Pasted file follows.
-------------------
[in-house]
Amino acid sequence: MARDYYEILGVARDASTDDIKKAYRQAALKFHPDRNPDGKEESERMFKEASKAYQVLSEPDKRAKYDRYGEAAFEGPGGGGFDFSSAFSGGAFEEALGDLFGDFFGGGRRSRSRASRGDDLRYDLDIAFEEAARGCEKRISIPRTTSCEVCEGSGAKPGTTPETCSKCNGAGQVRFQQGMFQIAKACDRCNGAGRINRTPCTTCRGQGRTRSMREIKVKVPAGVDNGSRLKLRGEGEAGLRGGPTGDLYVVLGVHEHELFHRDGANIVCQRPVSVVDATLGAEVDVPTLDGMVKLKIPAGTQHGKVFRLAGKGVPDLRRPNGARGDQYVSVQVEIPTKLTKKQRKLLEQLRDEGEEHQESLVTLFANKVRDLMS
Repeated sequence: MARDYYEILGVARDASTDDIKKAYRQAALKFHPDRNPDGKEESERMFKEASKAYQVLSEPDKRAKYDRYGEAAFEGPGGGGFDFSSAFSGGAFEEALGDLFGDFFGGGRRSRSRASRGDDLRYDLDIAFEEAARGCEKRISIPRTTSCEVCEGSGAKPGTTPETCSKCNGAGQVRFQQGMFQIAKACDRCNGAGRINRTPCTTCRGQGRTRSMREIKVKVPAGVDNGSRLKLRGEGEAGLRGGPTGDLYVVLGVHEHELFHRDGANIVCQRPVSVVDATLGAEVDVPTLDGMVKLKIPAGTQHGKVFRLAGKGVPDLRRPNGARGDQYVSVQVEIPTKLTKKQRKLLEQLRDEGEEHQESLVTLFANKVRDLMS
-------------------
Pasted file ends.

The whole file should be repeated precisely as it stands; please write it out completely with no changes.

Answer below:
[in-house]
Amino acid sequence: MARDYYEILGVARDASTDDIKKAYRQAALKFHPDRNPDGKEESERMFKEASKAYQVLSEPDKRAKYDRYGEAAFEGPGGGGFDFSSAFSGGAFEEALGDLFGDFFGGGRRSRSRASRGDDLRYDLDIAFEEAARGCEKRISIPRTTSCEVCEGSGAKPGTTPETCSKCNGAGQVRFQQGMFQIAKACDRCNGAGRINRTPCTTCRGQGRTRSMREIKVKVPAGVDNGSRLKLRGEGEAGLRGGPTGDLYVVLGVHEHELFHRDGANIVCQRPVSVVDATLGAEVDVPTLDGMVKLKIPAGTQHGKVFRLAGKGVPDLRRPNGARGDQYVSVQVEIPTKLTKKQRKLLEQLRDEGEEHQESLVTLFANKVRDLMS
Repeated sequence: MARDYYEILGVARDASTDDIKKAYRQAALKFHPDRNPDGKEESERMFKEASKAYQVLSEPDKRAKYDRYGEAAFEGPGGGGFDFSSAFSGGAFEEALGDLFGDFFGGGRRSRSRASRGDDLRYDLDIAFEEAARGCEKRISIPRTTSCEVCEGSGAKPGTTPETCSKCNGAGQVRFQQGMFQIAKACDRCNGAGRINRTPCTTCRGQGRTRSMREIKVKVPAGVDNGSRLKLRGEGEAGLRGGPTGDLYVVLGVHEHELFHRDGANIVCQRPVSVVDATLGAEVDVPTLDGMVKLKIPAGTQHGKVFRLAGKGVPDLRRPNGARGDQYVSVQVEIPTKLTKKQRKLLEQLRDEGEEHQESLVTLFANKVRDLMS